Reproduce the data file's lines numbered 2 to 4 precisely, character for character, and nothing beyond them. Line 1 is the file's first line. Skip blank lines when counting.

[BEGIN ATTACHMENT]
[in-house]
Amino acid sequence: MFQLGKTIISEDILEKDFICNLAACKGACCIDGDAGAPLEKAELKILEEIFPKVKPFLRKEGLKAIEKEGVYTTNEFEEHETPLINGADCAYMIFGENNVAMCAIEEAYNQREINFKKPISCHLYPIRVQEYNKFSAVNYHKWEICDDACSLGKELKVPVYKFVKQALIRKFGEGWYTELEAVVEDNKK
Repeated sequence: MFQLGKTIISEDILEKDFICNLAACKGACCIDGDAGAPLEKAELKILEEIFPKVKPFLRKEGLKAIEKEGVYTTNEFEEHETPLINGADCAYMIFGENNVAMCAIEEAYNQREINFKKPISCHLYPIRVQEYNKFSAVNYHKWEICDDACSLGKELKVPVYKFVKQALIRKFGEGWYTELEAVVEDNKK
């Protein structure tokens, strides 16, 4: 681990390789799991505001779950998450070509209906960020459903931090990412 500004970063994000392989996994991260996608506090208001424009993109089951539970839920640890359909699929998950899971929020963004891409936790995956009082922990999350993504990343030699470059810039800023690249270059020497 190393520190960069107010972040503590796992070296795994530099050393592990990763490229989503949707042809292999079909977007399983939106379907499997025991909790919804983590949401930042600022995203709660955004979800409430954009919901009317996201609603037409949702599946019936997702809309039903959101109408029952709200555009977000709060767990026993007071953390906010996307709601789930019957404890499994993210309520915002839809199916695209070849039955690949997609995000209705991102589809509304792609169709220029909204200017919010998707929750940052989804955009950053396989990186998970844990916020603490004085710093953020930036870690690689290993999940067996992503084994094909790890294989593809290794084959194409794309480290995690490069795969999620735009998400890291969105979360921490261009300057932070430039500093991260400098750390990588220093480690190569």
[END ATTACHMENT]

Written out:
Amino acid sequence: MFQLGKTIISEDILEKDFICNLAACKGACCIDGDAGAPLEKAELKILEEIFPKVKPFLRKEGLKAIEKEGVYTTNEFEEHETPLINGADCAYMIFGENNVAMCAIEEAYNQREINFKKPISCHLYPIRVQEYNKFSAVNYHKWEICDDACSLGKELKVPVYKFVKQALIRKFGEGWYTELEAVVEDNKK
Repeated sequence: MFQLGKTIISEDILEKDFICNLAACKGACCIDGDAGAPLEKAELKILEEIFPKVKPFLRKEGLKAIEKEGVYTTNEFEEHETPLINGADCAYMIFGENNVAMCAIEEAYNQREINFKKPISCHLYPIRVQEYNKFSAVNYHKWEICDDACSLGKELKVPVYKFVKQALIRKFGEGWYTELEAVVEDNKK
């Protein structure tokens, strides 16, 4: 681990390789799991505001779950998450070509209906960020459903931090990412 500004970063994000392989996994991260996608506090208001424009993109089951539970839920640890359909699929998950899971929020963004891409936790995956009082922990999350993504990343030699470059810039800023690249270059020497 190393520190960069107010972040503590796992070296795994530099050393592990990763490229989503949707042809292999079909977007399983939106379907499997025991909790919804983590949401930042600022995203709660955004979800409430954009919901009317996201609603037409949702599946019936997702809309039903959101109408029952709200555009977000709060767990026993007071953390906010996307709601789930019957404890499994993210309520915002839809199916695209070849039955690949997609995000209705991102589809509304792609169709220029909204200017919010998707929750940052989804955009950053396989990186998970844990916020603490004085710093953020930036870690690689290993999940067996992503084994094909790890294989593809290794084959194409794309480290995690490069795969999620735009998400890291969105979360921490261009300057932070430039500093991260400098750390990588220093480690190569």